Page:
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Opinion: The CERB does nothing for migrant workers

May 7, 2020
By Elise Hjalmarson/IHEID

Photo: Hobo018/Getty Images

The aim of the Canada Emergency Response Benefit (CERB) is to offer vital income support to those temporarily out of work as a result of COVID-19. More than 7.5 million payments have already been deposited and applications continue to rise.

Yet the CERB stops short of supporting all essential workers.

Migrant Workers Alliance for Change estimates there are 1.8 million migrants and undocumented people in Canada. Present in nearly every area of Canada’s economy, from tech to construction, they are over-represented in sectors that provide essential services at low pay — sectors like agriculture, in which few Canadians choose to work.

Each year in Canada, some 60,000 migrant farm workers plant, prune and harvest fresh fruits and vegetables for domestic consumption and foreign export.


Others mind the young, elderly and ill in residences and care homes across the country. Many are employed to clean and sanitize our most private spaces.

According to the World Health Organization, migrants share common vulnerabilities that heighten their risk of infection. These include reduced access to health care, unsanitary working conditions and overcrowded housing. They are also frequent targets of racism, xenophobia and scapegoat rhetoric, forms of discrimination that worsen in times of crisis and to which Canada is not immune.

While not a cohesive group, together they make up some of Canada’s most marginalized workers.

By excluding undocumented people and many migrants who don’t have social insurance numbers, the CERB redraws notions of “essential work” along nationalist lines. This ignores the essential labour and needs of these critical members of Canadian society.

Out of work and stuck abroad

The CERB also leaves out many essential migrant workers affected by border closures, administrative delays and flight cancellations.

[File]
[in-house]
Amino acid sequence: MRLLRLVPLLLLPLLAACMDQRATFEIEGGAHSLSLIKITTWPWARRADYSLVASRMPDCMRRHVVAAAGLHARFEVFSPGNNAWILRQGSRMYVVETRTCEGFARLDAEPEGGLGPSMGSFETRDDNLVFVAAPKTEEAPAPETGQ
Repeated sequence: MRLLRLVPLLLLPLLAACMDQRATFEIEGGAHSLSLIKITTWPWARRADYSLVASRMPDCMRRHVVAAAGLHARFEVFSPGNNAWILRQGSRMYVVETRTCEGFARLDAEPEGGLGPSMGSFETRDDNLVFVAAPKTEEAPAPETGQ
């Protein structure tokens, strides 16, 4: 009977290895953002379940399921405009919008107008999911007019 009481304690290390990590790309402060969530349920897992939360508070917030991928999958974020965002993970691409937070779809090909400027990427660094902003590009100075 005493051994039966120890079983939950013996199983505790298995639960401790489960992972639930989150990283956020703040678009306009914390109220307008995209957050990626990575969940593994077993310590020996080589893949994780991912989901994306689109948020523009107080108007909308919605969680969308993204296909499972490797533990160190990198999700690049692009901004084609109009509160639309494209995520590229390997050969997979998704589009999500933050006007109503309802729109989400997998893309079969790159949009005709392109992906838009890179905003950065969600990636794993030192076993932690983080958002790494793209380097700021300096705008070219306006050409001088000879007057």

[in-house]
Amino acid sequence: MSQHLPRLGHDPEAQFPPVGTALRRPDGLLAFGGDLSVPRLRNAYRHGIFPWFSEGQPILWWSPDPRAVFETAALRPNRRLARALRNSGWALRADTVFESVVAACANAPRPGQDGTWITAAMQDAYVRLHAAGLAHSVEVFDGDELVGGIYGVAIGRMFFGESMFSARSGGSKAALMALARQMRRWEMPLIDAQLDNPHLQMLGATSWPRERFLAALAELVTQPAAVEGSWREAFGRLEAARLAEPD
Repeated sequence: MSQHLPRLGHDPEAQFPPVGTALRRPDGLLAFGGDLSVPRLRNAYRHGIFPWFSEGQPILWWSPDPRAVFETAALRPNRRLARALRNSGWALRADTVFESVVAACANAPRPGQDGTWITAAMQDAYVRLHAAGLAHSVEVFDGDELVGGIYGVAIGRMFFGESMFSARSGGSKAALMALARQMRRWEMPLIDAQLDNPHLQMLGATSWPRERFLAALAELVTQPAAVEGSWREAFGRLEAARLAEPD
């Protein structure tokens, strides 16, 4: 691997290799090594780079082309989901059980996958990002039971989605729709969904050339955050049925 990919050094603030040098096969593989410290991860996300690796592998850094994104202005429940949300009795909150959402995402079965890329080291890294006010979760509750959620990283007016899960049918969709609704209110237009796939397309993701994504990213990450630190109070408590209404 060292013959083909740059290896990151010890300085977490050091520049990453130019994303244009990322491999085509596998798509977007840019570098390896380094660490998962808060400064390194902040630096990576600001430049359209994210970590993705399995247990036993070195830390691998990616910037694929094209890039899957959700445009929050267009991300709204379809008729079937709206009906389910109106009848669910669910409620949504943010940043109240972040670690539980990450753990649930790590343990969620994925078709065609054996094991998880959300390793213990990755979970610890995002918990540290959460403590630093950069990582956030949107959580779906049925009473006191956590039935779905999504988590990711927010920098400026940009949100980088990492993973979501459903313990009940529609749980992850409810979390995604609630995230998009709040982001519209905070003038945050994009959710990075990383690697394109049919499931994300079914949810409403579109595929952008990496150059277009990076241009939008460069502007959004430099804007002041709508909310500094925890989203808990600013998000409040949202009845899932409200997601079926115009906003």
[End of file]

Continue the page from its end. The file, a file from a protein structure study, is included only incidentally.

Perla G. Villegas is an organizer with Radical Action for Migrants in Agriculture, a migrant justice collective that I co-founded alongside Amy Cohen in the Okanagan Valley in British Columbia. In recent weeks, Villegas has spoken to countless workers — long-time participants in Canada’s Seasonal Agricultural Worker Program — whose visas have been delayed as a result of COVID-19.

Despite their temporary status, migrant farmworkers are “permanently temporary,” returning to Canada each year for decades. Multiple members of a single family sometimes work on Canadian farms, increasing their family’s dependence on the income they generate here.

“Imagine having worked 15 seasons, spending eight months of each year in Canada, and being ineligible for income assistance? They have come to Canada for so long that they don’t have stable work in Mexico, so they don’t have a regular income there. It’s obvious that they have temporarily lost their jobs, but while they remain outside of the country, they can’t apply.”

While Canada is not alone in its exclusion of certain migrant populations from assistance during COVID-19, some countries are taking steps in the right direction.

Portugal has been hailed for temporarily granting citizenship rights to migrants and asylum seekers with residency applications underway, but this move does not include undocumented migrants. Initiatives in California to provide economic assistance to migrants also fall short, reaching just 150,000 of the state’s two million undocumented people.

Upholding migrant rights through policy

Prime Minister Justin Trudeau recently paid homage to the Canadian Charter of Rights and Freedoms on its 38th anniversary. “As our country confronts this pandemic, I’m especially grateful that Canadians have chosen to protect each other and care for one another,” he said.

Such words ring hollow while essential migrant and undocumented workers are forsaken by federal policy.

The CERB provides many Canadians with the economic cushioning they will need to survive the difficult months to come. But its disregard for some of our marginalized workers — those integral to our food production and security, health-care and construction and cleaning industries — reveals just how little we value migrant workers.

In its recent news release appropriately entitled “COVID-19 does not discriminate; nor should our response,” the United Nations Network on Migration urges that “migrants be included in measures that are being introduced to mitigate the economic downturn caused by COVID-19.”

Unprecedented times call for unprecedented measures. As CERB programs are expanded, we must not minimize the labour and needs of migrant and undocumented workers.

Income support must be extended to everyone, regardless of immigration status. Anything less constitutes discriminatory policy and further marginalizes essential migrant and undocumented workers.

Elise Hjalmarson is a PhD Candidate in Anthropology and Sociology, Graduate Institute — Institut de hautes etudes internationales et du developpement (IHEID) in Geneva, Switzerland. This article was originally published on The Conversation, an independent and nonprofit source of news, analysis and commentary from academic experts. Via the Canadian Press.

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